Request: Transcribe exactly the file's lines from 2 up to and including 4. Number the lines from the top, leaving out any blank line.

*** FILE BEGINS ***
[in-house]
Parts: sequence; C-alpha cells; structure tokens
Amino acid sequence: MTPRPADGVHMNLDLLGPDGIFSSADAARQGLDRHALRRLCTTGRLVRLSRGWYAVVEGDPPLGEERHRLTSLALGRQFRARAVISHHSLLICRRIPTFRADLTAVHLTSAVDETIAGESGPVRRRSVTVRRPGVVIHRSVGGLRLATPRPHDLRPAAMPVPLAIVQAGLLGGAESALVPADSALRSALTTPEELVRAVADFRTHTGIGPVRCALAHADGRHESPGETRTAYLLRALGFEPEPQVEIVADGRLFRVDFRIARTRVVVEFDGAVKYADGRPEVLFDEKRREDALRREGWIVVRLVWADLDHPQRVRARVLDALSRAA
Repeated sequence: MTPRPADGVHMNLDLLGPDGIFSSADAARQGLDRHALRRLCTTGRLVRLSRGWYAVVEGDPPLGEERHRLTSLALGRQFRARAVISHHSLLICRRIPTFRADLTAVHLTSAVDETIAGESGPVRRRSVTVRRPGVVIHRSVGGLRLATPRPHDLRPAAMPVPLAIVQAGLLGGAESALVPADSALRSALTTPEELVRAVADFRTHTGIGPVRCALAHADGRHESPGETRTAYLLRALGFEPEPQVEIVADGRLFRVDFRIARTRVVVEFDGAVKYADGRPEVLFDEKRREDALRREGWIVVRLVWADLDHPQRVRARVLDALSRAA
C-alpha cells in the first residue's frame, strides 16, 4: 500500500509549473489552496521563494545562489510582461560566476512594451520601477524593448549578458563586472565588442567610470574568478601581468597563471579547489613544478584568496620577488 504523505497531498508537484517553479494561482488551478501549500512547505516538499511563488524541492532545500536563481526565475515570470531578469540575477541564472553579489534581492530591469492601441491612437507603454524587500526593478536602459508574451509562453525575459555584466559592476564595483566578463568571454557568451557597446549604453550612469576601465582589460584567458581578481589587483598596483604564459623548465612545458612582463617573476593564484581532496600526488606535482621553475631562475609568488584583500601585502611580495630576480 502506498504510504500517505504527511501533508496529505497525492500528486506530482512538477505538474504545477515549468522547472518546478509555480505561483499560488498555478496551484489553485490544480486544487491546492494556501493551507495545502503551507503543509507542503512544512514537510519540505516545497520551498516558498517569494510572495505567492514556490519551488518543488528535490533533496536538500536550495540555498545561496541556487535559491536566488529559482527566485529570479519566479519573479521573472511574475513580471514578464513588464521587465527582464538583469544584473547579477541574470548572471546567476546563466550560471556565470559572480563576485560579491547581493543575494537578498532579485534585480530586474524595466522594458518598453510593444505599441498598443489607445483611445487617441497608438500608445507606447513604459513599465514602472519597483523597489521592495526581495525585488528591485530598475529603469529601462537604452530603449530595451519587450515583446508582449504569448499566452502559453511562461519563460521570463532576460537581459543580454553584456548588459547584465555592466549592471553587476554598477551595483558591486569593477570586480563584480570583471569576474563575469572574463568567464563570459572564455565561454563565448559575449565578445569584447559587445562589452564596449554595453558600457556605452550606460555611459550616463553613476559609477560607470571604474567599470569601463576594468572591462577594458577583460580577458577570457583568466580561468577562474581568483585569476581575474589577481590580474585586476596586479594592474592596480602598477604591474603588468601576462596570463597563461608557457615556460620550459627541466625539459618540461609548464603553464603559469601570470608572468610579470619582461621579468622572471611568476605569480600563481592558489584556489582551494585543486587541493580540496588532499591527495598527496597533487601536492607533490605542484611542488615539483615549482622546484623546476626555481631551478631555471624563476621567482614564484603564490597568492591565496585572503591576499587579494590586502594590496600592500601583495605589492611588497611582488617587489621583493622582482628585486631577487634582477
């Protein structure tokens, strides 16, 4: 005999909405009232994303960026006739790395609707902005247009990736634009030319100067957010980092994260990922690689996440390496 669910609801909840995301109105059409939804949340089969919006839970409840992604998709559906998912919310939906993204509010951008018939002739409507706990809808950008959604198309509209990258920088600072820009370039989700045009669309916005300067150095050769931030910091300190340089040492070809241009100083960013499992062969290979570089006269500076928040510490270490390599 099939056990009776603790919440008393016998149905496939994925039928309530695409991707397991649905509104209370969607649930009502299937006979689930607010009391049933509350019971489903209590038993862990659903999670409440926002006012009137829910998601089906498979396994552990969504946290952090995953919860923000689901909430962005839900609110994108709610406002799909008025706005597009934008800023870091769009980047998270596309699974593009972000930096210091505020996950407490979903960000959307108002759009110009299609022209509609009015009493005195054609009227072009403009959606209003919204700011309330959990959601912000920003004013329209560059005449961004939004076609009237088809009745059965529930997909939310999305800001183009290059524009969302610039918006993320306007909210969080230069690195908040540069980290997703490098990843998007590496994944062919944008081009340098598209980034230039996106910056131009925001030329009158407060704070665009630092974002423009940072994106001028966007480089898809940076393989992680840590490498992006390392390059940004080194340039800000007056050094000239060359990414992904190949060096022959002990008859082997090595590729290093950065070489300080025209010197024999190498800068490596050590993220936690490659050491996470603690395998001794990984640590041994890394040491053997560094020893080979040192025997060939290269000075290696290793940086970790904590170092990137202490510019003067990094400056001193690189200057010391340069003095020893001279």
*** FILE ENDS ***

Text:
Parts: sequence; C-alpha cells; structure tokens
Amino acid sequence: MTPRPADGVHMNLDLLGPDGIFSSADAARQGLDRHALRRLCTTGRLVRLSRGWYAVVEGDPPLGEERHRLTSLALGRQFRARAVISHHSLLICRRIPTFRADLTAVHLTSAVDETIAGESGPVRRRSVTVRRPGVVIHRSVGGLRLATPRPHDLRPAAMPVPLAIVQAGLLGGAESALVPADSALRSALTTPEELVRAVADFRTHTGIGPVRCALAHADGRHESPGETRTAYLLRALGFEPEPQVEIVADGRLFRVDFRIARTRVVVEFDGAVKYADGRPEVLFDEKRREDALRREGWIVVRLVWADLDHPQRVRARVLDALSRAA
Repeated sequence: MTPRPADGVHMNLDLLGPDGIFSSADAARQGLDRHALRRLCTTGRLVRLSRGWYAVVEGDPPLGEERHRLTSLALGRQFRARAVISHHSLLICRRIPTFRADLTAVHLTSAVDETIAGESGPVRRRSVTVRRPGVVIHRSVGGLRLATPRPHDLRPAAMPVPLAIVQAGLLGGAESALVPADSALRSALTTPEELVRAVADFRTHTGIGPVRCALAHADGRHESPGETRTAYLLRALGFEPEPQVEIVADGRLFRVDFRIARTRVVVEFDGAVKYADGRPEVLFDEKRREDALRREGWIVVRLVWADLDHPQRVRARVLDALSRAA